“Ben is the genetically engineered perfect director for this,” said Terrio. “Because his major was Middle Eastern studies in college, he obviously knows a lot about that part of the world and did long before we ever started together on this, and has obviously had years of experience in Hollywood, and has done things like appeared in espionage movies and has a good feeling on what the CIA is.”

“On the other hand, you don’t immediately think Ben Affleck is going to direct a Hollywood-slash-CIA movie,” the writer continued. “But I think what Ben brings is not only his intelligence and his sophistication about moviemaking but…a vulnerability. I think he has a big heart. This movie wouldn’t work if it were some smug, nudge-wink film about Hollywood and putting one over on the Iranians. It’s about people in difficult situations trying to do their best.”

Affleck was eight years old and Terrio three when 52 blindfolded Americans were paraded before the world media by Iranian students – among them Mahmoud Ahmadinejad, current President of the Islamic Republic of Iran. One wonders if young Benjamin Géza Affleck-Boldt was allowed to stay up to watch ABC’s NIGHTLINE with Ted Koppel, the show that extended America’s news day and saw its ratings soar in 1980 as it counted off the days of the crisis.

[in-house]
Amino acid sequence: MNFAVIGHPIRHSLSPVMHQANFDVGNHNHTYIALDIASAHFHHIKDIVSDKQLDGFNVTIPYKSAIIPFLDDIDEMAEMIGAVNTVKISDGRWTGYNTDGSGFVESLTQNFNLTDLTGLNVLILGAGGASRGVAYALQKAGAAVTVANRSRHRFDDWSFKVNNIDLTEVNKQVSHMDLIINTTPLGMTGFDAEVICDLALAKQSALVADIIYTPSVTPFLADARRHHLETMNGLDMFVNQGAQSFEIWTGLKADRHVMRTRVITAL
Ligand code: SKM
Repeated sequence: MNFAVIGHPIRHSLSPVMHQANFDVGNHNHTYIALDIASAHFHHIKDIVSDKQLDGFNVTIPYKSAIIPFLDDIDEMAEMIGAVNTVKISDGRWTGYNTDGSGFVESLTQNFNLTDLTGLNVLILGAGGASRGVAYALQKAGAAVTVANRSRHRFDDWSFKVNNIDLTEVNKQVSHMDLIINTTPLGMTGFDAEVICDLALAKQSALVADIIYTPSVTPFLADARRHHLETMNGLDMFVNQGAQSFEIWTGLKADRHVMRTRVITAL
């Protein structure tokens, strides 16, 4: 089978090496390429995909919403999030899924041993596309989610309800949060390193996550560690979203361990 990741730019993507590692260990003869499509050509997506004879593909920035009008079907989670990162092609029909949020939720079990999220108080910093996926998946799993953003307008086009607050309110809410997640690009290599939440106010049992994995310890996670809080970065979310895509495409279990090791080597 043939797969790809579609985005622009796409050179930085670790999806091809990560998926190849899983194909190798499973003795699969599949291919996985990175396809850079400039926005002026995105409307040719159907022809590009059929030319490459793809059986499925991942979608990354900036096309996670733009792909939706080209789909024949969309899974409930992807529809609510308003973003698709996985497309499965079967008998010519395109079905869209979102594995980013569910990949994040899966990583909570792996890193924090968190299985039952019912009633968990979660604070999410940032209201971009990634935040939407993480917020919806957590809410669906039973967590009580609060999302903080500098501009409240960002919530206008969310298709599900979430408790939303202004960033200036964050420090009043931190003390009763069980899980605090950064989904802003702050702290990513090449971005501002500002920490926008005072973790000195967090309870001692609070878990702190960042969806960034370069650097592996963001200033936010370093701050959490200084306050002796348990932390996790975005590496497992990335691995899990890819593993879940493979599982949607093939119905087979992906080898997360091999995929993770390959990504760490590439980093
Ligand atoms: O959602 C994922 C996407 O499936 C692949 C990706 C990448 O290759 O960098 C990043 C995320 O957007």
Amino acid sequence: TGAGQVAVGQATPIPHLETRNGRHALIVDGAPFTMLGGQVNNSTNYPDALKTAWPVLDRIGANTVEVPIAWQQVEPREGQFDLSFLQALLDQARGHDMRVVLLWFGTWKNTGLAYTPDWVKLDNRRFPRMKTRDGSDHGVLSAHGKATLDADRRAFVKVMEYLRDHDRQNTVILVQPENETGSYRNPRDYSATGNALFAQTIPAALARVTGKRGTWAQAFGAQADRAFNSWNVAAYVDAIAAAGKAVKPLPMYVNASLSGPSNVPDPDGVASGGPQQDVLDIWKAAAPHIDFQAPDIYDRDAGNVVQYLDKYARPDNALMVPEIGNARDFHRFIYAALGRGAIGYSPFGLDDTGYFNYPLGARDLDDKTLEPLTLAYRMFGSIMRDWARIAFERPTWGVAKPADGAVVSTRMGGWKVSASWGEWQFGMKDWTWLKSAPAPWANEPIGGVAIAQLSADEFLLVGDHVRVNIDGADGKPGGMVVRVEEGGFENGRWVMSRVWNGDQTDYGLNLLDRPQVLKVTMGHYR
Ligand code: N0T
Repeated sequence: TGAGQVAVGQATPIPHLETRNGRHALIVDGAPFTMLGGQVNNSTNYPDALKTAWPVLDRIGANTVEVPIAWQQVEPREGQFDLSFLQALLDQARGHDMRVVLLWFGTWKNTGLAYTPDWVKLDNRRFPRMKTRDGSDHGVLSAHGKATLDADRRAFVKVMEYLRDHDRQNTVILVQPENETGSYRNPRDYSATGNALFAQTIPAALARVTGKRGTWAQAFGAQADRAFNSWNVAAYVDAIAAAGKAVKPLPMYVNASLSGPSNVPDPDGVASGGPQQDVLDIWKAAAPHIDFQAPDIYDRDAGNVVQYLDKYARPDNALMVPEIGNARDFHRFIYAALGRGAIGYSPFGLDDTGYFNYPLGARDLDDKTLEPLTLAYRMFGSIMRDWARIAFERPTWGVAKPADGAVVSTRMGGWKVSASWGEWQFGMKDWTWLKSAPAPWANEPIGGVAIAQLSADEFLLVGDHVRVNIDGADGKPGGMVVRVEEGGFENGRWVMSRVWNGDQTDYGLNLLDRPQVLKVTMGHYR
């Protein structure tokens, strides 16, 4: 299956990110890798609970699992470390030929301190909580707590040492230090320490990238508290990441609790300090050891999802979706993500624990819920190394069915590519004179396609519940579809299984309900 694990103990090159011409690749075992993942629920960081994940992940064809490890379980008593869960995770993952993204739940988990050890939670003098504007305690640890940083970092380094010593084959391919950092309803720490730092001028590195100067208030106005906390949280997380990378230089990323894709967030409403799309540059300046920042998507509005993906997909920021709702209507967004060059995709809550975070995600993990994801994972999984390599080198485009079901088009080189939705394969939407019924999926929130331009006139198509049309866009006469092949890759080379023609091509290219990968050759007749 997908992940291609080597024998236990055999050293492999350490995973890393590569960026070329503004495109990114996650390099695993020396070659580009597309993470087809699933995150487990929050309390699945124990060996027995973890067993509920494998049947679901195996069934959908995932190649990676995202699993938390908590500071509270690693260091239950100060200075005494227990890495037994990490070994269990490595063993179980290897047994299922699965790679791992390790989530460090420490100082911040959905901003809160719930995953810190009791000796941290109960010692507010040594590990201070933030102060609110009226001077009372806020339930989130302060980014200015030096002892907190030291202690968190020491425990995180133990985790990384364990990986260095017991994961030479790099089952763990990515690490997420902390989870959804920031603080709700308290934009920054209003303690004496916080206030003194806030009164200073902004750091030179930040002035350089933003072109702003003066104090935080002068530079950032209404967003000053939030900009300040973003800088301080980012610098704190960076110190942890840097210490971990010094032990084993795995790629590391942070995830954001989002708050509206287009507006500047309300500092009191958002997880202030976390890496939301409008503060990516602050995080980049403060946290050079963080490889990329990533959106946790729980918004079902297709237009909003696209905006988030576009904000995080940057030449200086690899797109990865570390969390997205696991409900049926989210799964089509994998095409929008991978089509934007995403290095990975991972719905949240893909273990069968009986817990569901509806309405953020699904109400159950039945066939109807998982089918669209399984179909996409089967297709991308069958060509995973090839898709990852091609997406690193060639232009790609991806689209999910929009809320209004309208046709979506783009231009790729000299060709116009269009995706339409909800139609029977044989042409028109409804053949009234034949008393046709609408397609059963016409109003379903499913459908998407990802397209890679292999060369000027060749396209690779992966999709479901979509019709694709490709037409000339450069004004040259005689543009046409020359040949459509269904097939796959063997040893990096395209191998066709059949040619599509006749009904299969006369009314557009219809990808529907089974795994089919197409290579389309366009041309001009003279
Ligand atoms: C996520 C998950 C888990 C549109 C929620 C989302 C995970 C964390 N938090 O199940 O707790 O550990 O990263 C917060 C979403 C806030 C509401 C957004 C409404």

Terrio was too young to remember the Iran hostage crisis first-hand. “My father was a Marine,” he said. “I was kind of aware of it growing up. People would always refer to the hostages. Ben was about the age of Tony Mendez’s son in the movie. So essentially when you see the STAR WARS bedroom of Tony Mendez’s son, that’s my bedroom and Ben’s bedroom. I mean we both had the same pillowcase in our beds.”